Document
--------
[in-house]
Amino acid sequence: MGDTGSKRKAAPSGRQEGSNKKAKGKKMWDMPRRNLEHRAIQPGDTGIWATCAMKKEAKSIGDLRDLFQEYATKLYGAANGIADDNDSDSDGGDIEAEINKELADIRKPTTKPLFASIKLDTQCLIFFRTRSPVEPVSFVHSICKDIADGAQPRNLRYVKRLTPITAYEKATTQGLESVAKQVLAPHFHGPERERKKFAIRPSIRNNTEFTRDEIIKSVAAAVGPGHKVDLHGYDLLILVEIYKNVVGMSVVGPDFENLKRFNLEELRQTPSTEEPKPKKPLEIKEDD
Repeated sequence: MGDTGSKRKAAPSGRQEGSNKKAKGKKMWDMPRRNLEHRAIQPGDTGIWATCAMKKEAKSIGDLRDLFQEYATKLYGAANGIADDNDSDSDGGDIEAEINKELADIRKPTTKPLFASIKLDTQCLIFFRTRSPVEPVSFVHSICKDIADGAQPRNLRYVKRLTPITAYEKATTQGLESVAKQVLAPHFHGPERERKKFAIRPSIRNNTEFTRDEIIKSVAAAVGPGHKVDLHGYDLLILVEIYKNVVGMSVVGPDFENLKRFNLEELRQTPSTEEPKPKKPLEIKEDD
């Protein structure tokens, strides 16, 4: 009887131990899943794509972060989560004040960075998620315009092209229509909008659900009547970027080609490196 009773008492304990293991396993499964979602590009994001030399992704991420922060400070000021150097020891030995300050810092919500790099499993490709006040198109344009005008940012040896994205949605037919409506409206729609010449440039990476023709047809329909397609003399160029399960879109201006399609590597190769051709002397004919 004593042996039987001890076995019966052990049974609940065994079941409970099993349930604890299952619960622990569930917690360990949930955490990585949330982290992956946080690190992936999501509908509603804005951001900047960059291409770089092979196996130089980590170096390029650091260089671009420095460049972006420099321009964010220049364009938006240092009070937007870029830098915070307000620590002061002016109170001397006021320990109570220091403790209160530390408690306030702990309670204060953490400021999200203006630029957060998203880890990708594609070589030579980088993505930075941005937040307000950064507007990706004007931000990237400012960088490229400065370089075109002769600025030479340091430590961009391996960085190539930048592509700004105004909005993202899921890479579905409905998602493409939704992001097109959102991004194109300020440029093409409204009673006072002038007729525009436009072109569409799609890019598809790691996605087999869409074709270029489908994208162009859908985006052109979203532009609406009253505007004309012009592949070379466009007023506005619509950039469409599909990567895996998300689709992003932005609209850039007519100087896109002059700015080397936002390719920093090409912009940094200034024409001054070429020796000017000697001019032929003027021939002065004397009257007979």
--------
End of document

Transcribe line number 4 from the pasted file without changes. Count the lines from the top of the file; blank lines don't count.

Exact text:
């Protein structure tokens, strides 16, 4: 009887131990899943794509972060989560004040960075998620315009092209229509909008659900009547970027080609490196 009773008492304990293991396993499964979602590009994001030399992704991420922060400070000021150097020891030995300050810092919500790099499993490709006040198109344009005008940012040896994205949605037919409506409206729609010449440039990476023709047809329909397609003399160029399960879109201006399609590597190769051709002397004919 004593042996039987001890076995019966052990049974609940065994079941409970099993349930604890299952619960622990569930917690360990949930955490990585949330982290992956946080690190992936999501509908509603804005951001900047960059291409770089092979196996130089980590170096390029650091260089671009420095460049972006420099321009964010220049364009938006240092009070937007870029830098915070307000620590002061002016109170001397006021320990109570220091403790209160530390408690306030702990309670204060953490400021999200203006630029957060998203880890990708594609070589030579980088993505930075941005937040307000950064507007990706004007931000990237400012960088490229400065370089075109002769600025030479340091430590961009391996960085190539930048592509700004105004909005993202899921890479579905409905998602493409939704992001097109959102991004194109300020440029093409409204009673006072002038007729525009436009072109569409799609890019598809790691996605087999869409074709270029489908994208162009859908985006052109979203532009609406009253505007004309012009592949070379466009007023506005619509950039469409599909990567895996998300689709992003932005609209850039007519100087896109002059700015080397936002390719920093090409912009940094200034024409001054070429020796000017000697001019032929003027021939002065004397009257007979």